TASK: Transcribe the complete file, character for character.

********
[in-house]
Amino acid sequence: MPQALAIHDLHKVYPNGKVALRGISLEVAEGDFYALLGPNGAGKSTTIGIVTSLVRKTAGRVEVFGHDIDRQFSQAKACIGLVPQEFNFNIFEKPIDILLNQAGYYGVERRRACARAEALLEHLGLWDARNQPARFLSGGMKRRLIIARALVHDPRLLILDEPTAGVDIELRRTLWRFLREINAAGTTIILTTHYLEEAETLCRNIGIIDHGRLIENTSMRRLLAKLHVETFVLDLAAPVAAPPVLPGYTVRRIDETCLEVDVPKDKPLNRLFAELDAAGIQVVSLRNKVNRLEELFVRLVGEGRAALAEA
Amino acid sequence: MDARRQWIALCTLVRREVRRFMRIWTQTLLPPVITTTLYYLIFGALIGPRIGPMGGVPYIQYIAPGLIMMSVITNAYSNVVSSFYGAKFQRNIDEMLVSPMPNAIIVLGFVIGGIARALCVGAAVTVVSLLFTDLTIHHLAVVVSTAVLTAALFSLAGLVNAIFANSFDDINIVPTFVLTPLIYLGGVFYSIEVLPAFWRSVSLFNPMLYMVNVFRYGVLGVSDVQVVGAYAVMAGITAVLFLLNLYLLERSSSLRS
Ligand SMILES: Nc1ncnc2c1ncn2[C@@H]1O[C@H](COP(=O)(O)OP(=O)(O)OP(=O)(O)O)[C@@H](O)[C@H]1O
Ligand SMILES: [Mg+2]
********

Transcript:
[in-house]
Amino acid sequence: MPQALAIHDLHKVYPNGKVALRGISLEVAEGDFYALLGPNGAGKSTTIGIVTSLVRKTAGRVEVFGHDIDRQFSQAKACIGLVPQEFNFNIFEKPIDILLNQAGYYGVERRRACARAEALLEHLGLWDARNQPARFLSGGMKRRLIIARALVHDPRLLILDEPTAGVDIELRRTLWRFLREINAAGTTIILTTHYLEEAETLCRNIGIIDHGRLIENTSMRRLLAKLHVETFVLDLAAPVAAPPVLPGYTVRRIDETCLEVDVPKDKPLNRLFAELDAAGIQVVSLRNKVNRLEELFVRLVGEGRAALAEA
Amino acid sequence: MDARRQWIALCTLVRREVRRFMRIWTQTLLPPVITTTLYYLIFGALIGPRIGPMGGVPYIQYIAPGLIMMSVITNAYSNVVSSFYGAKFQRNIDEMLVSPMPNAIIVLGFVIGGIARALCVGAAVTVVSLLFTDLTIHHLAVVVSTAVLTAALFSLAGLVNAIFANSFDDINIVPTFVLTPLIYLGGVFYSIEVLPAFWRSVSLFNPMLYMVNVFRYGVLGVSDVQVVGAYAVMAGITAVLFLLNLYLLERSSSLRS
Ligand SMILES: Nc1ncnc2c1ncn2[C@@H]1O[C@H](COP(=O)(O)OP(=O)(O)OP(=O)(O)O)[C@@H](O)[C@H]1O
Ligand SMILES: [Mg+2]